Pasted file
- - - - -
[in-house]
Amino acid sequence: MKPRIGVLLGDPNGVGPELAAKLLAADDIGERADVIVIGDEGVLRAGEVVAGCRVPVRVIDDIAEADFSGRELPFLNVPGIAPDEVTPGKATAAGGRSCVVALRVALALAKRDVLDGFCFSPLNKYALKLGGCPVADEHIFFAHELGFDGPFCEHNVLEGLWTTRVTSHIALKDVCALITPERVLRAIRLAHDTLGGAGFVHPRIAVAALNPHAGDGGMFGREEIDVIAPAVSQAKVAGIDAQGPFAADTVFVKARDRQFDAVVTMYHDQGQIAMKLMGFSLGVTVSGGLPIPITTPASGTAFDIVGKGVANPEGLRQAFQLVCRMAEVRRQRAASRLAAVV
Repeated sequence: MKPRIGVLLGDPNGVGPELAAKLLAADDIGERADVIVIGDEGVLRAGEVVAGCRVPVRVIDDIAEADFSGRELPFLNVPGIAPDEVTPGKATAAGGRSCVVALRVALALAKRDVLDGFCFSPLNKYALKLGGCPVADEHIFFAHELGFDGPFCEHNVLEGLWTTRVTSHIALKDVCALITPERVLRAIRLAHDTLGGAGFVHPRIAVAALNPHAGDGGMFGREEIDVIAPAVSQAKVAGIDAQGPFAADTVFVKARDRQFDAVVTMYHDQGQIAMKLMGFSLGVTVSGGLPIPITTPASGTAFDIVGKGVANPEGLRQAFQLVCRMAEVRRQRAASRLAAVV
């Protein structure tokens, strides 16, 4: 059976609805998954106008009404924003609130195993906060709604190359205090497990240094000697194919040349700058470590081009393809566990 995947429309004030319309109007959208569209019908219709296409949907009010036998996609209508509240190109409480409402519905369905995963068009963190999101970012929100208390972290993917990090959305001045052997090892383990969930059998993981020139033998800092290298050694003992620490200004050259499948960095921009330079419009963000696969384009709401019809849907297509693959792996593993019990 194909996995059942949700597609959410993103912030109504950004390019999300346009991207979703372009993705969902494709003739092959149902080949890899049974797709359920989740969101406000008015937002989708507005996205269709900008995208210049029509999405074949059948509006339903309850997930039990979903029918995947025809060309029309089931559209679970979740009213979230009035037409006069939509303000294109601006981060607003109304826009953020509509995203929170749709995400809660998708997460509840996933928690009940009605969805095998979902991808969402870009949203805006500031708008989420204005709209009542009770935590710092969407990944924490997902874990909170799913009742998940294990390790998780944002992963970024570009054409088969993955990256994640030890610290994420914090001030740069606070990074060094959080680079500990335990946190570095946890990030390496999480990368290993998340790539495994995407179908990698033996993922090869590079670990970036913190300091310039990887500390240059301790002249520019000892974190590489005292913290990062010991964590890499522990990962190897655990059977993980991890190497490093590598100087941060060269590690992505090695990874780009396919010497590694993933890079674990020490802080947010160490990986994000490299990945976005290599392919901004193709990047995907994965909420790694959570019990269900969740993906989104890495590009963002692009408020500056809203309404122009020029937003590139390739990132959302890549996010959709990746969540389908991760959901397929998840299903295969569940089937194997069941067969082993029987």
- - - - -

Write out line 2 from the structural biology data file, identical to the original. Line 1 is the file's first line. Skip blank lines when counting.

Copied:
Amino acid sequence: MKPRIGVLLGDPNGVGPELAAKLLAADDIGERADVIVIGDEGVLRAGEVVAGCRVPVRVIDDIAEADFSGRELPFLNVPGIAPDEVTPGKATAAGGRSCVVALRVALALAKRDVLDGFCFSPLNKYALKLGGCPVADEHIFFAHELGFDGPFCEHNVLEGLWTTRVTSHIALKDVCALITPERVLRAIRLAHDTLGGAGFVHPRIAVAALNPHAGDGGMFGREEIDVIAPAVSQAKVAGIDAQGPFAADTVFVKARDRQFDAVVTMYHDQGQIAMKLMGFSLGVTVSGGLPIPITTPASGTAFDIVGKGVANPEGLRQAFQLVCRMAEVRRQRAASRLAAVV